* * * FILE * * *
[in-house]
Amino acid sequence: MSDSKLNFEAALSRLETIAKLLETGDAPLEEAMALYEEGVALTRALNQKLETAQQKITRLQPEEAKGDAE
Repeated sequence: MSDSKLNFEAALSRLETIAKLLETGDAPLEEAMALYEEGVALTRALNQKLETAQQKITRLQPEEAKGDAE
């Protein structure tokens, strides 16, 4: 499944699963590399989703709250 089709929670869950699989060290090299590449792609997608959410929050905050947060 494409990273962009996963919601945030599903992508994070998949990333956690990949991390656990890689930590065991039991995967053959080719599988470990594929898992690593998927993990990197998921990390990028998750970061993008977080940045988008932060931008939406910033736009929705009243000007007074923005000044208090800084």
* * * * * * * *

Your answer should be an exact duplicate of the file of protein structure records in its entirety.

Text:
[in-house]
Amino acid sequence: MSDSKLNFEAALSRLETIAKLLETGDAPLEEAMALYEEGVALTRALNQKLETAQQKITRLQPEEAKGDAE
Repeated sequence: MSDSKLNFEAALSRLETIAKLLETGDAPLEEAMALYEEGVALTRALNQKLETAQQKITRLQPEEAKGDAE
């Protein structure tokens, strides 16, 4: 499944699963590399989703709250 089709929670869950699989060290090299590449792609997608959410929050905050947060 494409990273962009996963919601945030599903992508994070998949990333956690990949991390656990890689930590065991039991995967053959080719599988470990594929898992690593998927993990990197998921990390990028998750970061993008977080940045988008932060931008939406910033736009929705009243000007007074923005000044208090800084």